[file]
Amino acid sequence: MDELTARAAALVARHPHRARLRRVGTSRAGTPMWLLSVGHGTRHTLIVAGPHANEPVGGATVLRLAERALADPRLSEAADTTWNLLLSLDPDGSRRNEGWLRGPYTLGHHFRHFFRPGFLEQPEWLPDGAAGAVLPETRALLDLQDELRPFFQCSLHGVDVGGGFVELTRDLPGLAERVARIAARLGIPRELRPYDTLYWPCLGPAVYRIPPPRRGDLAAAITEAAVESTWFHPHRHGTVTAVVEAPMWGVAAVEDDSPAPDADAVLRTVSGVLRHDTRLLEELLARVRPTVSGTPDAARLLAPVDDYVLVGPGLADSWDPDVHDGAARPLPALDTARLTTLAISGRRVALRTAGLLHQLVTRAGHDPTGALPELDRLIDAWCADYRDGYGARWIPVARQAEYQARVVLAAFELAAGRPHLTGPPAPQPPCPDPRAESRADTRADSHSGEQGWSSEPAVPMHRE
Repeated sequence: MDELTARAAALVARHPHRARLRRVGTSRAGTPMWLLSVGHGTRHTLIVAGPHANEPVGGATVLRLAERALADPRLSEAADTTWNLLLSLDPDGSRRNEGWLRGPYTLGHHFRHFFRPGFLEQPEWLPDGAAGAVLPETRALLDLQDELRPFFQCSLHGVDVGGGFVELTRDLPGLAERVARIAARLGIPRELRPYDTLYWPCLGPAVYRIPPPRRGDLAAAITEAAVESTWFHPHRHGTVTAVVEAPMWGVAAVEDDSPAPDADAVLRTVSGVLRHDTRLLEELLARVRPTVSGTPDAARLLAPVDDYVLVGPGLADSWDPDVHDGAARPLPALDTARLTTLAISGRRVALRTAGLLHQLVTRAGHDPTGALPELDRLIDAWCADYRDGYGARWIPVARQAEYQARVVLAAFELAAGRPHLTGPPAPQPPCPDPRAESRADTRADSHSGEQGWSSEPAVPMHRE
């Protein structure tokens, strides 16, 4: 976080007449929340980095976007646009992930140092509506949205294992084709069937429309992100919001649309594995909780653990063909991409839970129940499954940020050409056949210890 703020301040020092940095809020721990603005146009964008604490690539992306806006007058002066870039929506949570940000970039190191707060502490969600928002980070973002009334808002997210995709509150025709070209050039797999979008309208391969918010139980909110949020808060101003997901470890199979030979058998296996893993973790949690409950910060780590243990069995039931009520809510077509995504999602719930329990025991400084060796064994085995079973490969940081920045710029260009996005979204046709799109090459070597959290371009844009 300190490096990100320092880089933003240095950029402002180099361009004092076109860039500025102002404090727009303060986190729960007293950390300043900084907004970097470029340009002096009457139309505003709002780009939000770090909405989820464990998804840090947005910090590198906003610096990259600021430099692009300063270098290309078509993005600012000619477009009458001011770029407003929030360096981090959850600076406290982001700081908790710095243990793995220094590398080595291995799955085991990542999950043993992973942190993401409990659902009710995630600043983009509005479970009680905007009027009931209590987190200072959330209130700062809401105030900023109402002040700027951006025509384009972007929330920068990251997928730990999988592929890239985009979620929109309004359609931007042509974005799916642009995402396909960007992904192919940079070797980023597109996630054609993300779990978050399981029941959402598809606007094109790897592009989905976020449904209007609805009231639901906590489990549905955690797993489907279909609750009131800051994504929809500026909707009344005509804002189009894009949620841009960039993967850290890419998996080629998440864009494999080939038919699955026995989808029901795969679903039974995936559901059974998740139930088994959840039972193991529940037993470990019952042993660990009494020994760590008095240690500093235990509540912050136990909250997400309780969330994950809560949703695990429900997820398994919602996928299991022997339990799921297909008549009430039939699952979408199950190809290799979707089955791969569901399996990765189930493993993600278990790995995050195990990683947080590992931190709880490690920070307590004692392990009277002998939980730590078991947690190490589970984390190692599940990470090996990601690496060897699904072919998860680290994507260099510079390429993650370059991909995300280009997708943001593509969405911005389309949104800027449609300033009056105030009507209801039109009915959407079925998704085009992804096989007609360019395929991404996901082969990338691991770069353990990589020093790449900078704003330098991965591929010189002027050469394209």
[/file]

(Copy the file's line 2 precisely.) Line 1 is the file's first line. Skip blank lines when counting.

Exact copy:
Repeated sequence: MDELTARAAALVARHPHRARLRRVGTSRAGTPMWLLSVGHGTRHTLIVAGPHANEPVGGATVLRLAERALADPRLSEAADTTWNLLLSLDPDGSRRNEGWLRGPYTLGHHFRHFFRPGFLEQPEWLPDGAAGAVLPETRALLDLQDELRPFFQCSLHGVDVGGGFVELTRDLPGLAERVARIAARLGIPRELRPYDTLYWPCLGPAVYRIPPPRRGDLAAAITEAAVESTWFHPHRHGTVTAVVEAPMWGVAAVEDDSPAPDADAVLRTVSGVLRHDTRLLEELLARVRPTVSGTPDAARLLAPVDDYVLVGPGLADSWDPDVHDGAARPLPALDTARLTTLAISGRRVALRTAGLLHQLVTRAGHDPTGALPELDRLIDAWCADYRDGYGARWIPVARQAEYQARVVLAAFELAAGRPHLTGPPAPQPPCPDPRAESRADTRADSHSGEQGWSSEPAVPMHRE